Angry New Yorker

Thursday, January 08, 2004
The Immigration Quagmire

There're few topics that provoke stronger debate than the subject of illegal immigration.'s position is simple, and has been discussed before, after reading the former INS's own 2002 Yearbook on immigration -- which details the numbers in minute details. Our viewpoint is not knee-jerk; nor a broad-brushed black and white view, but is clear, and on the heels on Bush's very flawed proposal, bears repeating.

Basically, our position is (1) overall legal immigration levels are too high in a post 9-11 world; (2) our borders are too porous; and (3) illegal immigration is out of control by any measure. But first, a distinction must be made between those coming here illegally to seek asylum from real physical and political threats and those who slip into the U.S. to merely seek economic opportunities lacking in their home countries. The first category should be protected, the second category should, in our view, be deported.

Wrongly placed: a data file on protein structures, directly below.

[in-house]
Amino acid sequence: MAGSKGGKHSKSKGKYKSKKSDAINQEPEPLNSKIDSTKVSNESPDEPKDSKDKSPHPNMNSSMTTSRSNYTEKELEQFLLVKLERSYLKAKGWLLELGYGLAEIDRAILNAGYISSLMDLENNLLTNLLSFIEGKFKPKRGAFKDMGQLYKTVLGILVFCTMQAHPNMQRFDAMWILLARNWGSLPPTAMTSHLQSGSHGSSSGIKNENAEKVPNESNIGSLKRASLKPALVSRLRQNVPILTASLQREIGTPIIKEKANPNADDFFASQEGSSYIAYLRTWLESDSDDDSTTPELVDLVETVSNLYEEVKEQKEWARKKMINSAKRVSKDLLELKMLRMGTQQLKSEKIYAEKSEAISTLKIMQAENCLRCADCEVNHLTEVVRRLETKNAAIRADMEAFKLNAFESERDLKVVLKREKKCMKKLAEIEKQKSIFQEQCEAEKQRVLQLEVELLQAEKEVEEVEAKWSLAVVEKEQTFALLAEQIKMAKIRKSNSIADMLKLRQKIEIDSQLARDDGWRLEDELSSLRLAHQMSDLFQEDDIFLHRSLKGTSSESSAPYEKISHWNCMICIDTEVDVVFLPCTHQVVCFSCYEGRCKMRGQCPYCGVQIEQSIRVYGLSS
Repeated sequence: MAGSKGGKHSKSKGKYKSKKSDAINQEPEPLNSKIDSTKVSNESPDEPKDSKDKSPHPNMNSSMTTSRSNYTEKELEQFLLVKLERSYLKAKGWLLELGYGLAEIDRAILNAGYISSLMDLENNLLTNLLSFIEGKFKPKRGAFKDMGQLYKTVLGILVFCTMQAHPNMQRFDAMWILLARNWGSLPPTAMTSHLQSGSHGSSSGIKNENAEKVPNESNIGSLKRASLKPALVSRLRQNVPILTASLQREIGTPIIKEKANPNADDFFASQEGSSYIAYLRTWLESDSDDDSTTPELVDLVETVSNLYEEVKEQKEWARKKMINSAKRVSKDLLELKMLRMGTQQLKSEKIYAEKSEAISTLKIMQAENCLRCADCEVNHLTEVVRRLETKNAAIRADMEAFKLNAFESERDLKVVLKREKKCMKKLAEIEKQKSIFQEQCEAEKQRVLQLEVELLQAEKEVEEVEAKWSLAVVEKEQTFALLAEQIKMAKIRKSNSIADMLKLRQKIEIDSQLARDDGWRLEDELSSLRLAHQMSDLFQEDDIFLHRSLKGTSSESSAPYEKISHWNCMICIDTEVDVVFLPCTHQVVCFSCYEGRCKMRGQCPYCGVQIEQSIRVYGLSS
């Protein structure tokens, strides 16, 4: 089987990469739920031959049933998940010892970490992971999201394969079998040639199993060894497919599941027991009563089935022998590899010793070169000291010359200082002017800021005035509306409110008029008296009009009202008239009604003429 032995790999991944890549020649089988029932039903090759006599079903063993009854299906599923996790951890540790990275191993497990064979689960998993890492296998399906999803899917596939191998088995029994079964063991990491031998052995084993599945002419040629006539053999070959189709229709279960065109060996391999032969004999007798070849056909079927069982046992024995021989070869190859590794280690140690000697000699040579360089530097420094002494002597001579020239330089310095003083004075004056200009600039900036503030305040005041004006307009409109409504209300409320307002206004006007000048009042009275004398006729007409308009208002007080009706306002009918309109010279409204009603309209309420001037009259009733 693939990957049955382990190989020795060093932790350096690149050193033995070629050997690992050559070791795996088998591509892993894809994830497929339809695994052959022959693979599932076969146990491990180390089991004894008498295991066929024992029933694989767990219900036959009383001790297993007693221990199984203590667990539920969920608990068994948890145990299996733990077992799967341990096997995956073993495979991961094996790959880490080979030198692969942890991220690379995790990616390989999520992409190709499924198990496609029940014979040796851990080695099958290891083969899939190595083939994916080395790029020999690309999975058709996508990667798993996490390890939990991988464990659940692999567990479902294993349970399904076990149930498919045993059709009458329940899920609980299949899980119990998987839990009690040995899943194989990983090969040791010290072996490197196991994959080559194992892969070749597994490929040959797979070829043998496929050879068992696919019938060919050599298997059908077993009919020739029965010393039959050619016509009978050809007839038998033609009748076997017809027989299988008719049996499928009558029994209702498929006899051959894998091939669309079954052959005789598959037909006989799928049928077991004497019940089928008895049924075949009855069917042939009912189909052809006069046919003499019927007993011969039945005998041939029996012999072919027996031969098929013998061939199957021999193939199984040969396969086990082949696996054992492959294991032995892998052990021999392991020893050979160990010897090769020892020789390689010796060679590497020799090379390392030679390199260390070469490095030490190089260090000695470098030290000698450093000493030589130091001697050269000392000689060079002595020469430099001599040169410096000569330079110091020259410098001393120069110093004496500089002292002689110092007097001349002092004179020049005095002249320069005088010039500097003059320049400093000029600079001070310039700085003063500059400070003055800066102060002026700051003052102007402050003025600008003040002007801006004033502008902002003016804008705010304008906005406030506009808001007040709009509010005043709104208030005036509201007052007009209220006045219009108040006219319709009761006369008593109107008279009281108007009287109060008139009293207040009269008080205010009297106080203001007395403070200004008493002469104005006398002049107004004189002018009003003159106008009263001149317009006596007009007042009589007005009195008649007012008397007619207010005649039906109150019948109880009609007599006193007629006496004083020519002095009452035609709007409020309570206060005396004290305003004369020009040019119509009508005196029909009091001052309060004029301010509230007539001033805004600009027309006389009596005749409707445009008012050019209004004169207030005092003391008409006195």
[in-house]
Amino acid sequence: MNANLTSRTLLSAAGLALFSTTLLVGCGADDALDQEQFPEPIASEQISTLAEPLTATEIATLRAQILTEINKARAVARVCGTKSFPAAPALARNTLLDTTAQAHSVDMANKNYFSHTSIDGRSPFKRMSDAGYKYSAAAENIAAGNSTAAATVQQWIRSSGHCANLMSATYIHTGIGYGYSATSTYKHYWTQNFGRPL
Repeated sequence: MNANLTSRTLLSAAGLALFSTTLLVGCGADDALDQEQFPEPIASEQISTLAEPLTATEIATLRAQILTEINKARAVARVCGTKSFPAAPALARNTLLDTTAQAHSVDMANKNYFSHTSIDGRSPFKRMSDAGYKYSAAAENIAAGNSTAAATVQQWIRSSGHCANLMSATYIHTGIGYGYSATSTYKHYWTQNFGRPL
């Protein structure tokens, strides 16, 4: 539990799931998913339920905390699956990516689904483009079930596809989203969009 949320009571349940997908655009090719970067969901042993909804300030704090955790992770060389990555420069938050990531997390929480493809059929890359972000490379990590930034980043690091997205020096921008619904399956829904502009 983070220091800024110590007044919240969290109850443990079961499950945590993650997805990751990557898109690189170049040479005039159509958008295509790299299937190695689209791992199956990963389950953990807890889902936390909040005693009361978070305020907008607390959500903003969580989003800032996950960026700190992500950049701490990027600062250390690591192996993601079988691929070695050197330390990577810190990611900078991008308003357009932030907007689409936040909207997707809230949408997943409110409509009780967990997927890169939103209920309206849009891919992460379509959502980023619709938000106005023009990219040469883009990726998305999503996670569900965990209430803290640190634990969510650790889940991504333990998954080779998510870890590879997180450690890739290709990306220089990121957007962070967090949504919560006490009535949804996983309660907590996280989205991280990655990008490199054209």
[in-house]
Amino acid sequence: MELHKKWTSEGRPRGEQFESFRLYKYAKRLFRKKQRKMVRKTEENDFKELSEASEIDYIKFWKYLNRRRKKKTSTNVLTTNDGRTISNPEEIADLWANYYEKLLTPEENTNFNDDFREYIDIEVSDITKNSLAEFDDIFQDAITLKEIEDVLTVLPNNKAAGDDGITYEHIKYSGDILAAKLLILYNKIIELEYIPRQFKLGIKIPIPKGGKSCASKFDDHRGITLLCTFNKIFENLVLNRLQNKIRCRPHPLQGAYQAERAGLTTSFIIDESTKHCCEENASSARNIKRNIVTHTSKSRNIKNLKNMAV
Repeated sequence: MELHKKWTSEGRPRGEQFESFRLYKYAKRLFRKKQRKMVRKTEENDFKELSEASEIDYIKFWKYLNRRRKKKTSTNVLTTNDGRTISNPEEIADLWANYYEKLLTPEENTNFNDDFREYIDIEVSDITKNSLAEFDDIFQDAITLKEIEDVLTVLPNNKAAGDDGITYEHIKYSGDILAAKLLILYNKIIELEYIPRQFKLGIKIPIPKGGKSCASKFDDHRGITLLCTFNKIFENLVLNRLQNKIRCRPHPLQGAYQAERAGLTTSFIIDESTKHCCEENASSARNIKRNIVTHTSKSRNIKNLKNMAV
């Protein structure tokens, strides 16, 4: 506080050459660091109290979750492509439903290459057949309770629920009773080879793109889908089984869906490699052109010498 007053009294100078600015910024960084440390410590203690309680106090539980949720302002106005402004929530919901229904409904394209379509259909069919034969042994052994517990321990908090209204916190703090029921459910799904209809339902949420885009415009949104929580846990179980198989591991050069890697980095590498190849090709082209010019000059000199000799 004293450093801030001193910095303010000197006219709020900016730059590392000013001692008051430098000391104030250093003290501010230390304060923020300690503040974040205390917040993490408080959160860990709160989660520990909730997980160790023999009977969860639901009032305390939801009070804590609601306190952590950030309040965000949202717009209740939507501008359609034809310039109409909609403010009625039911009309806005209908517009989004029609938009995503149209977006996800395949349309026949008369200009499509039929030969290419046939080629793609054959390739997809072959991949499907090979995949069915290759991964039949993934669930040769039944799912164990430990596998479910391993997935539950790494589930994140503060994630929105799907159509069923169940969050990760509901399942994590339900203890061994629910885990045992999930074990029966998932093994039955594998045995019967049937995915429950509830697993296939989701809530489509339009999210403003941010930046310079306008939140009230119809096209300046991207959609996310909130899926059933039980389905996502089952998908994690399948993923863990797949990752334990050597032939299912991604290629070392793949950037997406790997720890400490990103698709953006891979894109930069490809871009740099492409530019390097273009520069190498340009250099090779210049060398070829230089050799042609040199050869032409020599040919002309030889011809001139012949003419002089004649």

If we're ever going to get a handle on the situation, and everyone should be astounded that we have 8 to 12 million illegal aliens in the U.S., then we need to set reasonable laws, see that they're vigorously enforced, and deal with the situation -- not erect half-measures that signal a capitulation to the flow of illegal aliens into the U.S. It's much repeated, by those who both support and oppose stronger immigration controls, that we're a nation of immigrants. Indeed we are, and it's a foundation facet of our nature as a country. But the world of 2004 is not the world of 1954, and the policies of 2004 should not merely mouth that we're a nation of immigrants without a serious dispassionate discussion of what implications our current immigration policies and illegal immigration hold for us as a nation.

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